Advertisement

Pakistan's top court upholds acquittal of Christian woman accused of blasphemy

Pakistan's top court upholds acquittal of Christian woman accused of blasphemy
Saiful Malook, center, the lawyer for Asia Bibi, speaks to the media outside the Supreme Court building in Islamabad, Pakistan, on Jan. 29. (Farooq Naeem / AFP/Getty Images)

Pakistan's top court on Tuesday upheld its acquittal of a Christian woman sentenced to death for blasphemy, clearing the last legal hurdle and freeing Aasia Bibi to leave the country in a move that dealt a blow to radical Islamists who had demanded her execution.

Following the landmark decision, Bibi will finally be able to join her daughters who earlier fled to Canada, where they have been given asylum.

Advertisement

Bibi's lawyer, Saiful Malook, who returned to Islamabad after fleeing the country amid death threats, called the decision a victory for Pakistan's constitution and rule of law.

The three-judge Supreme Court panel had "insisted on very strict proofs of blasphemy" and found none, Malook said, expressing hope that Bibi's acquittal will deter false blasphemy allegations in the future.

From her secret location, Bibi watched the decision reported live on local television, according to a friend who spoke to her as it was being announced. Bibi's first thoughts were for her daughters, the friend said, speaking on condition of anonymity because he fears reprisals from radical religious militants.

"I am really grateful to everybody, now after nine years it is confirmed that I am free and I will be going to hug my daughters," he quoted Bibi as saying.

Chief Justice Asif Saeed Khan Khosa led the panel of judges that dismissed the petition asking the court review its Oct. 31 acquittal of Bibi and send her back to prison and eventual execution. He said in court that Bibi's accusers were guilty of perjury and that if the case had not been so sensitive, they should have been jailed for life.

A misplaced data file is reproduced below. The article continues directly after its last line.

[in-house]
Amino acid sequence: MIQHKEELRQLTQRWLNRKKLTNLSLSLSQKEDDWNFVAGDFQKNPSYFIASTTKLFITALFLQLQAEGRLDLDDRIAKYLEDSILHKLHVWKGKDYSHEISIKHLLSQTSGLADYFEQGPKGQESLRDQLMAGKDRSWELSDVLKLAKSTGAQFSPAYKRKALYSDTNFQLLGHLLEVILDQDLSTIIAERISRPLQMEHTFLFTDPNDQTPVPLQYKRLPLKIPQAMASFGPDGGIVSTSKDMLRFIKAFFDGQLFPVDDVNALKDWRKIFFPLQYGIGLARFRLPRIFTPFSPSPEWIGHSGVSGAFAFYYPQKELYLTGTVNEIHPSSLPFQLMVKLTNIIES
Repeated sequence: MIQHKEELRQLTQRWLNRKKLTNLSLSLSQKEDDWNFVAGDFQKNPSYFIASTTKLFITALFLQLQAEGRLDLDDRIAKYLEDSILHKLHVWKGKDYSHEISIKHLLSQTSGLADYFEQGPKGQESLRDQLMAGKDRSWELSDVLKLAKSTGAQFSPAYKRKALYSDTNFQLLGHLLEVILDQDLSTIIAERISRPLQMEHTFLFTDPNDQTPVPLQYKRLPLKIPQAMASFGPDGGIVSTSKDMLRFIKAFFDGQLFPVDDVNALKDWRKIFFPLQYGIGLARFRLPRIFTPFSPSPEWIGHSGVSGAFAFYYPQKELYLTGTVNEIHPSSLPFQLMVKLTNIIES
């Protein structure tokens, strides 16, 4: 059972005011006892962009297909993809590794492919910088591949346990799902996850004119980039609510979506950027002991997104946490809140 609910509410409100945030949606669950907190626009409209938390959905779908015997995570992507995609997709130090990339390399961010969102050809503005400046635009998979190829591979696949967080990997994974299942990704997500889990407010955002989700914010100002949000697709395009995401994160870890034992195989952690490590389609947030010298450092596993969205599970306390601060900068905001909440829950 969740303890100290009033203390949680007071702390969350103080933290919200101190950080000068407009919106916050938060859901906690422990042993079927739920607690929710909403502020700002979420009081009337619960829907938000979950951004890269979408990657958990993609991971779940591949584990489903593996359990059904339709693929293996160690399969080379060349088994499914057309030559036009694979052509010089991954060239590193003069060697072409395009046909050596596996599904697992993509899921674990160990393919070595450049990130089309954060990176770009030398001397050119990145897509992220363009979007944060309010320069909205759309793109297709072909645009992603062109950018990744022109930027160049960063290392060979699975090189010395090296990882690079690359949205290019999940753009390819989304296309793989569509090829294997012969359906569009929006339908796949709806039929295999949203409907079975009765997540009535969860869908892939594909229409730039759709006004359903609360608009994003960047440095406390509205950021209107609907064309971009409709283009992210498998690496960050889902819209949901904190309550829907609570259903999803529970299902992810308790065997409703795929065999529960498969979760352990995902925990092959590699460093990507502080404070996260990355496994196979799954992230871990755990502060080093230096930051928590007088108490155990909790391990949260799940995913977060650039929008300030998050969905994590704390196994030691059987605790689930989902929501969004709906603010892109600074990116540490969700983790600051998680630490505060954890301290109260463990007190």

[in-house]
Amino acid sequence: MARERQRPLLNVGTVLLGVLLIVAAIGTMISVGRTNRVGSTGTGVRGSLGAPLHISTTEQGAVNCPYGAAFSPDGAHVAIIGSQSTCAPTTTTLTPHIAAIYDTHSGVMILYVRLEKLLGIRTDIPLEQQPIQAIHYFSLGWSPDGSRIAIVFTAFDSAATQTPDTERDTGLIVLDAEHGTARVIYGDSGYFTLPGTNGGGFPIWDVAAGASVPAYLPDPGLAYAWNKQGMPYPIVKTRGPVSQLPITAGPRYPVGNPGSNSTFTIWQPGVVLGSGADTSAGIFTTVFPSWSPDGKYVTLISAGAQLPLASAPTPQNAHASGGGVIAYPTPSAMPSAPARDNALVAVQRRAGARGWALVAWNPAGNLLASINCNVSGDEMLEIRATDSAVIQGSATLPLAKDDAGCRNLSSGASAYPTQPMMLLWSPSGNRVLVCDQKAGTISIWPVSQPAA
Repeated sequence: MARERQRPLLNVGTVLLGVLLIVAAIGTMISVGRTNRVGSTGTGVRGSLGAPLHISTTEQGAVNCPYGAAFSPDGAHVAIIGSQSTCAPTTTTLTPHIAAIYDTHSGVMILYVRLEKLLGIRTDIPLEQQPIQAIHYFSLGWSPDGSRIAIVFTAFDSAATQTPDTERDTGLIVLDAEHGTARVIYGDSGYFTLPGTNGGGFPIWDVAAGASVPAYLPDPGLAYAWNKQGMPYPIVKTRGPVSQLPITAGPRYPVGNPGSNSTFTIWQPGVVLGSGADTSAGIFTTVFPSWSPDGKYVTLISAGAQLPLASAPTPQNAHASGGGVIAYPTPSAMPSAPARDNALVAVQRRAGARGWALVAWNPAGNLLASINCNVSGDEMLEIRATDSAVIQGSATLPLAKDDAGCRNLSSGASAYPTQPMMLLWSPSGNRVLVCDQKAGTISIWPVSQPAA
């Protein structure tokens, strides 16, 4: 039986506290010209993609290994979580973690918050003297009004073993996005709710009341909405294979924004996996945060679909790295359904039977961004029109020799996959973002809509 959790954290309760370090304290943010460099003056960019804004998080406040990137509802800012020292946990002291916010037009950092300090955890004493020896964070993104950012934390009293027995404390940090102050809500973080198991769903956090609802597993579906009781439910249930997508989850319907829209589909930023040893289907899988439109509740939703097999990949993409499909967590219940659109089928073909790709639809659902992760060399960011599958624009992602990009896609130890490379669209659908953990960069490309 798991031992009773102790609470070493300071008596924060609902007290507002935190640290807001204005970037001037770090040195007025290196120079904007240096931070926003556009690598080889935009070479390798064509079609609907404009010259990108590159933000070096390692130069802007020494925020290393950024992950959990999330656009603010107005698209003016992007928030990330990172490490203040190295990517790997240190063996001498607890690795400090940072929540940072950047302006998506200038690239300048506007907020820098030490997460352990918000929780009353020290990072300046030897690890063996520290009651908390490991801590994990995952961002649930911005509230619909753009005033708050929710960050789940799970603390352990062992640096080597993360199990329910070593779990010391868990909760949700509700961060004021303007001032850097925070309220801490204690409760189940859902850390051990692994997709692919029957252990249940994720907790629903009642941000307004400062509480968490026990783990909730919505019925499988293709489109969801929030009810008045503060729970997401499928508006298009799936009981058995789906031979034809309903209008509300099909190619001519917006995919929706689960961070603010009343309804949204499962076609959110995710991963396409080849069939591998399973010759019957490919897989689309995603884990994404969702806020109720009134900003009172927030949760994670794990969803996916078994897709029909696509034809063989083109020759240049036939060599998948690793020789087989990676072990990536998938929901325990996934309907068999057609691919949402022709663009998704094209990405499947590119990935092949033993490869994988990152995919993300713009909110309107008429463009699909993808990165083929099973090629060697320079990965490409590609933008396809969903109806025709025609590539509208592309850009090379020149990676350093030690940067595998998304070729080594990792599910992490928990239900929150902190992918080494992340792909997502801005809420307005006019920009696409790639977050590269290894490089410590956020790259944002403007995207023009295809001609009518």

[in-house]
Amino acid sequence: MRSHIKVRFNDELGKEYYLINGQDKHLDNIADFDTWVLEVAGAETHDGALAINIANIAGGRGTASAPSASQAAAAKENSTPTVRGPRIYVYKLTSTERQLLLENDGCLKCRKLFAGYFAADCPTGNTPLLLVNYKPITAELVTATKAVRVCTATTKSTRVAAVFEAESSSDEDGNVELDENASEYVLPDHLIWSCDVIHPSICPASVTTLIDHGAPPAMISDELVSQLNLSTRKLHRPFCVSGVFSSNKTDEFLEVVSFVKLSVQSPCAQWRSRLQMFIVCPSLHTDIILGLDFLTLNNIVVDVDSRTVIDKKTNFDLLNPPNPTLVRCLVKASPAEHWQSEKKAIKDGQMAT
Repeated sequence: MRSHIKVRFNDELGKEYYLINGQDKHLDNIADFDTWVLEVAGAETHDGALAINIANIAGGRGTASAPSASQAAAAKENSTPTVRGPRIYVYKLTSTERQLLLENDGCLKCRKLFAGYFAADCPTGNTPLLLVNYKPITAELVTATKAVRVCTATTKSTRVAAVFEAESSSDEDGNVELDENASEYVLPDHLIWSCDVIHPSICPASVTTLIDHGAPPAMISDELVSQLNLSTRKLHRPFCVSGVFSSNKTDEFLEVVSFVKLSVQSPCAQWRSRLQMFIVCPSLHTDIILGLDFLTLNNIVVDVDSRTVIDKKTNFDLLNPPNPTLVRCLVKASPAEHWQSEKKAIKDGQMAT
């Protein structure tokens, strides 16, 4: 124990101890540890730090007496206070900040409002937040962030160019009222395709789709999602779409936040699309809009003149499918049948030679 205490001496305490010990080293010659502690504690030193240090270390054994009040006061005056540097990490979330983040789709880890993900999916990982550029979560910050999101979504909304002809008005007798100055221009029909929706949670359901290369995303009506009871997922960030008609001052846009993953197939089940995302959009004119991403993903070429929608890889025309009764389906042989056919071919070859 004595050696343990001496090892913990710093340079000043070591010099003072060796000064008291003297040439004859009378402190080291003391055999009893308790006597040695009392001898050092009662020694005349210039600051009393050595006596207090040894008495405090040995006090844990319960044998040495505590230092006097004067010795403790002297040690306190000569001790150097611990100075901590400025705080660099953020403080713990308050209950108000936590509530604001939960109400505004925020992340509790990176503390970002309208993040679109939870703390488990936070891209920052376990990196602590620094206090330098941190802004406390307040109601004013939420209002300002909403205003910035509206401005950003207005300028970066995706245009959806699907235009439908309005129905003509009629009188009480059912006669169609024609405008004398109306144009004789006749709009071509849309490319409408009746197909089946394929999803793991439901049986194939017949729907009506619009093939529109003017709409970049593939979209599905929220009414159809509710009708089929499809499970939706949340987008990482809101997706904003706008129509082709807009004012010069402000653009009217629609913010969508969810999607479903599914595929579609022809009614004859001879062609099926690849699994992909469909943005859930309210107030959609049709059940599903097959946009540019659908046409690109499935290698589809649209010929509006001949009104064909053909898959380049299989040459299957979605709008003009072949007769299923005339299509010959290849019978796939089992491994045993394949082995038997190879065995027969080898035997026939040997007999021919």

"The image of Islam we are showing to the world gives me much grief and sorrow," Khosa said.

Much of the evidence presented against Bibi was suspicious, and some of it appeared to be fabricated, he said, adding that the cleric who lodged the initial charge of blasphemy gave contradictory statements that were unchallenged in the trial.

Following Bibi's acquittal, radical religious parties took to the streets to protest, calling for the killing of the judges behind the ruling and for the overthrow of Prime Minister Imran Khan's government. They also filed the last-minute appeal for a review of the acquittal. The protests were spearheaded by the radical Tehreek-e-Labbaik party, whose single-point agenda is protection of Islam and the prophet Muhammad.

Advertisement
Advertisement